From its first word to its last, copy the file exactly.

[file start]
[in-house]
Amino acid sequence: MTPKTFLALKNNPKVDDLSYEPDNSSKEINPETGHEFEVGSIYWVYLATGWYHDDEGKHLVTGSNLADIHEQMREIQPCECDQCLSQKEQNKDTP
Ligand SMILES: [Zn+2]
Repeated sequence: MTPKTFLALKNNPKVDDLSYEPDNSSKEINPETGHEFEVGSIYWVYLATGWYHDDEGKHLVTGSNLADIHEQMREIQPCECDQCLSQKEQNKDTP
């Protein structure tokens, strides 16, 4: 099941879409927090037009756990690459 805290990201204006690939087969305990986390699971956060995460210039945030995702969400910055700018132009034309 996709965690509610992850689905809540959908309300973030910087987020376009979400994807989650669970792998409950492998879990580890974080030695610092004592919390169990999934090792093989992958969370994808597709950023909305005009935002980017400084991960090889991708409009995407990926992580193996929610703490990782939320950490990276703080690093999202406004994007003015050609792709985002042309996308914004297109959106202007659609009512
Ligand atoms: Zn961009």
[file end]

[in-house]
Amino acid sequence: MTPKTFLALKNNPKVDDLSYEPDNSSKEINPETGHEFEVGSIYWVYLATGWYHDDEGKHLVTGSNLADIHEQMREIQPCECDQCLSQKEQNKDTP
Ligand SMILES: [Zn+2]
Repeated sequence: MTPKTFLALKNNPKVDDLSYEPDNSSKEINPETGHEFEVGSIYWVYLATGWYHDDEGKHLVTGSNLADIHEQMREIQPCECDQCLSQKEQNKDTP
């Protein structure tokens, strides 16, 4: 099941879409927090037009756990690459 805290990201204006690939087969305990986390699971956060995460210039945030995702969400910055700018132009034309 996709965690509610992850689905809540959908309300973030910087987020376009979400994807989650669970792998409950492998879990580890974080030695610092004592919390169990999934090792093989992958969370994808597709950023909305005009935002980017400084991960090889991708409009995407990926992580193996929610703490990782939320950490990276703080690093999202406004994007003015050609792709985002042309996308914004297109959106202007659609009512
Ligand atoms: Zn961009």